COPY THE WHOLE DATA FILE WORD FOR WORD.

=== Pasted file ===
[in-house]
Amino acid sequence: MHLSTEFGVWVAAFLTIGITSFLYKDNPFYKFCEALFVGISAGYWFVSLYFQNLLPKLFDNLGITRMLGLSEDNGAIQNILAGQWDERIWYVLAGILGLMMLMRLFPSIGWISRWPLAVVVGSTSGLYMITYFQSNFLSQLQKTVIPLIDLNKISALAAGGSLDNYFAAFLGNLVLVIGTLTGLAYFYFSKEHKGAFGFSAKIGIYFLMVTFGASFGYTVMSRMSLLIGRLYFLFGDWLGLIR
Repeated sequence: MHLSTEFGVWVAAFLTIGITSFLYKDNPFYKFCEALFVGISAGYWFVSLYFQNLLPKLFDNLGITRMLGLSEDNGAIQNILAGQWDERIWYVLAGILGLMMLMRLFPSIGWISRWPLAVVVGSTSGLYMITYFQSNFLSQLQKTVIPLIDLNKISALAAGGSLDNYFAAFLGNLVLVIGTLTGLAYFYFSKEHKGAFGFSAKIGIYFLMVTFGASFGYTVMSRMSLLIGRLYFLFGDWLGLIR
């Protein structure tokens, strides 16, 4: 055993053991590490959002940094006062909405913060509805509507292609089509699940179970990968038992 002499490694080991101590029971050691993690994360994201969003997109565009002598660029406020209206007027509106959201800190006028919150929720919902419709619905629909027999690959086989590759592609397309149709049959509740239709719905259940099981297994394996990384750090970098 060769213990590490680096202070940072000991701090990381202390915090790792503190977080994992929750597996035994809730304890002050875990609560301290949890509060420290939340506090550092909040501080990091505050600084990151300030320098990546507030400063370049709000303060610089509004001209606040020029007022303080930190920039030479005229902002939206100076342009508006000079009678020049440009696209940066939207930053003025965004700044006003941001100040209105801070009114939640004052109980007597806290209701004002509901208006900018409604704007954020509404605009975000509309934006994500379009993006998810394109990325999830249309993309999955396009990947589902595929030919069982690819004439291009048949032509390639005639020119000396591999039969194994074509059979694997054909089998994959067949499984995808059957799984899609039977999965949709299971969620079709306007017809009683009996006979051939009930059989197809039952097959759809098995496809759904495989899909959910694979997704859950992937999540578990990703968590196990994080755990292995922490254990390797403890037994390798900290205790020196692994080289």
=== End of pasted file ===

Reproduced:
[in-house]
Amino acid sequence: MHLSTEFGVWVAAFLTIGITSFLYKDNPFYKFCEALFVGISAGYWFVSLYFQNLLPKLFDNLGITRMLGLSEDNGAIQNILAGQWDERIWYVLAGILGLMMLMRLFPSIGWISRWPLAVVVGSTSGLYMITYFQSNFLSQLQKTVIPLIDLNKISALAAGGSLDNYFAAFLGNLVLVIGTLTGLAYFYFSKEHKGAFGFSAKIGIYFLMVTFGASFGYTVMSRMSLLIGRLYFLFGDWLGLIR
Repeated sequence: MHLSTEFGVWVAAFLTIGITSFLYKDNPFYKFCEALFVGISAGYWFVSLYFQNLLPKLFDNLGITRMLGLSEDNGAIQNILAGQWDERIWYVLAGILGLMMLMRLFPSIGWISRWPLAVVVGSTSGLYMITYFQSNFLSQLQKTVIPLIDLNKISALAAGGSLDNYFAAFLGNLVLVIGTLTGLAYFYFSKEHKGAFGFSAKIGIYFLMVTFGASFGYTVMSRMSLLIGRLYFLFGDWLGLIR
């Protein structure tokens, strides 16, 4: 055993053991590490959002940094006062909405913060509805509507292609089509699940179970990968038992 002499490694080991101590029971050691993690994360994201969003997109565009002598660029406020209206007027509106959201800190006028919150929720919902419709619905629909027999690959086989590759592609397309149709049959509740239709719905259940099981297994394996990384750090970098 060769213990590490680096202070940072000991701090990381202390915090790792503190977080994992929750597996035994809730304890002050875990609560301290949890509060420290939340506090550092909040501080990091505050600084990151300030320098990546507030400063370049709000303060610089509004001209606040020029007022303080930190920039030479005229902002939206100076342009508006000079009678020049440009696209940066939207930053003025965004700044006003941001100040209105801070009114939640004052109980007597806290209701004002509901208006900018409604704007954020509404605009975000509309934006994500379009993006998810394109990325999830249309993309999955396009990947589902595929030919069982690819004439291009048949032509390639005639020119000396591999039969194994074509059979694997054909089998994959067949499984995808059957799984899609039977999965949709299971969620079709306007017809009683009996006979051939009930059989197809039952097959759809098995496809759904495989899909959910694979997704859950992937999540578990990703968590196990994080755990292995922490254990390797403890037994390798900290205790020196692994080289």